trench delegation

A piece of advice that’s both right and wrong; to run a successful business, you must learn how to delegate.

Good advice because; there are only twenty-four hours in a day, and together we can achieve much more than alone.

Bad advice because; ceo’s can’t delegate getting in the trenches (in the beginning). Outsource too early, and you’ll have no idea how a certain process works. Delegate accounting entirely, and you won’t know how money actually flows in- and outside your company.

Start delegating after these two conditions are met, in this particular order. First, establish a firm understanding of the task at hand. Second, you’re able to attach KPI’s to the job(s) to be done.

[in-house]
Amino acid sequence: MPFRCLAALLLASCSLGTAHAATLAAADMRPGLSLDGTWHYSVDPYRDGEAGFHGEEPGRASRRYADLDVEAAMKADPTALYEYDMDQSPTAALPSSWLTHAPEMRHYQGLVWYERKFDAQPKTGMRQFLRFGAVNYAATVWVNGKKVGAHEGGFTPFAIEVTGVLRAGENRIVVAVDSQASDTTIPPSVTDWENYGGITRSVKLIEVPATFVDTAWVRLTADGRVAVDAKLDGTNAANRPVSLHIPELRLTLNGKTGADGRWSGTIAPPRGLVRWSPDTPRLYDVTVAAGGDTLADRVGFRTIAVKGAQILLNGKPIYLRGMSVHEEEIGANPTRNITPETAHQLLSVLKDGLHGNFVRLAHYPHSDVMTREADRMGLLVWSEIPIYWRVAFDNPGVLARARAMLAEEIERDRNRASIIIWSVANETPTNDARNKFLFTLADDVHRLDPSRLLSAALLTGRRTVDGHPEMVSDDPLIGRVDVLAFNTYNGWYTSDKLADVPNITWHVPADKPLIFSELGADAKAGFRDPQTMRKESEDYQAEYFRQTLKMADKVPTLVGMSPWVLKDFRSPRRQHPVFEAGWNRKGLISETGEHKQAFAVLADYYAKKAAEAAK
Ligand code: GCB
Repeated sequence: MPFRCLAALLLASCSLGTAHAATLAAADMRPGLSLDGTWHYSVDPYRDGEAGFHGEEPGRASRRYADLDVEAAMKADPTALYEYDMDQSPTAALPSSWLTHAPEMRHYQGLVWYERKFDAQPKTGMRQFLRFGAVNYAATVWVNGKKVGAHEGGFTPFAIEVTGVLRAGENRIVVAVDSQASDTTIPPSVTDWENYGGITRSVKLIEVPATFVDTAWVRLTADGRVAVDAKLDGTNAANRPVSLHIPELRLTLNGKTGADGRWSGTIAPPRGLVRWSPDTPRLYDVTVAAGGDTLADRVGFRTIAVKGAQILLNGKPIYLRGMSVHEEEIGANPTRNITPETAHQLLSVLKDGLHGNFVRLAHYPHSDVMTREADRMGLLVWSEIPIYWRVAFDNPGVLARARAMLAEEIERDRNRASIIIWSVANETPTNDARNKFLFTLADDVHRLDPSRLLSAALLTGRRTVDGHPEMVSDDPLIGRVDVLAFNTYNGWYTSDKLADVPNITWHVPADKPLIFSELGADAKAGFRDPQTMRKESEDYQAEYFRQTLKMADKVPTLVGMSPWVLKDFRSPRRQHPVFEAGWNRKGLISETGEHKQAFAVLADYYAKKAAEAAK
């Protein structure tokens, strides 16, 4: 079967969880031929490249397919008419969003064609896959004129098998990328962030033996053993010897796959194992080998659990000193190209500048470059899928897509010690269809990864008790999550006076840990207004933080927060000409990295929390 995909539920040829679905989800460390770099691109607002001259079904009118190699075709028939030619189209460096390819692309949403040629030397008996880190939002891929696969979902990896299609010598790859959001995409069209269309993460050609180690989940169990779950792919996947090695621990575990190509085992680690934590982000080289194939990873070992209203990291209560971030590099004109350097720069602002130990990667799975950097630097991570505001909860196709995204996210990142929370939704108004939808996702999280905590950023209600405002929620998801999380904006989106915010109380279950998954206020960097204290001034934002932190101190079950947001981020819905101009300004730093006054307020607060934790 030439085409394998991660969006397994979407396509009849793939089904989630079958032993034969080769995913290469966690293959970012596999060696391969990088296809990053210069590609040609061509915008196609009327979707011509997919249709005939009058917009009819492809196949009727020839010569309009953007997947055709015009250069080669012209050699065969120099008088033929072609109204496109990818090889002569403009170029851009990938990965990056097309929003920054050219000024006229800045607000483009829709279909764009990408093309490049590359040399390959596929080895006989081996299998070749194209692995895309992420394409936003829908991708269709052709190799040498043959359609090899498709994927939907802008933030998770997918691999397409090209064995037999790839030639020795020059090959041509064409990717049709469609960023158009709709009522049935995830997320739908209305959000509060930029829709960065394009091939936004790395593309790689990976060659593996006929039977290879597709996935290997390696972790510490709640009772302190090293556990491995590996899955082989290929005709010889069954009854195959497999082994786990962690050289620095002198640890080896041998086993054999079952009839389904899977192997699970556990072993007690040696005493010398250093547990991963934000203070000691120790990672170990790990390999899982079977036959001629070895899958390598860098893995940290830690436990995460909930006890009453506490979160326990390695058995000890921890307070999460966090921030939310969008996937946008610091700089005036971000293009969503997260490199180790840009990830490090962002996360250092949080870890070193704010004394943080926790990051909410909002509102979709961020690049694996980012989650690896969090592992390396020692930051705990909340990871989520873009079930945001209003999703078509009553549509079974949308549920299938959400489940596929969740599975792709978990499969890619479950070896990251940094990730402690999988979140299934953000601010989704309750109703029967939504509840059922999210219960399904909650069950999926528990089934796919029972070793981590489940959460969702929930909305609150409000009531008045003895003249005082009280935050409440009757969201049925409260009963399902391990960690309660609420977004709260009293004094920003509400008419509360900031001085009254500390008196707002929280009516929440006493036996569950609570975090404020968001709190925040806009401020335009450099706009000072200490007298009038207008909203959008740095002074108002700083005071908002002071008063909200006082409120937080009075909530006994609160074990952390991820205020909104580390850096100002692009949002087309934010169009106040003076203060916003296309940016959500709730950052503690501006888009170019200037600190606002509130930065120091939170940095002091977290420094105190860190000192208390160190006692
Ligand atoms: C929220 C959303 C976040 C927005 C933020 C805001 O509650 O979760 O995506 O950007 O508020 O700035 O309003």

don’t bark

If you buy a dog, let it bark. It’s not up to you to bark anymore; you just bought a dog.

As a founder, delegating work is very difficult. Time and time again, founders — early on in the business’ lifecycle — are troubled with letting other people assist them. The company is their soul child, after all. What if they mess up? They don’t understand the business through and through, and they haven’t got the faintest idea of how important this task really is! A small outtake of thoughts racing through founders’ heads.

If the people helping you do make mistakes, there is room for improvement. Learning opportunities reveal themselves for them to understand the process better and for you to explain the process better and reduce error margin while you’re at it. If they mess up (the same task) consistently, you may be stuck with a bad hire, but that’s a different story altogether.

Trust the people and resources you buy or hire to do their job. Let it go, focus on the big picture.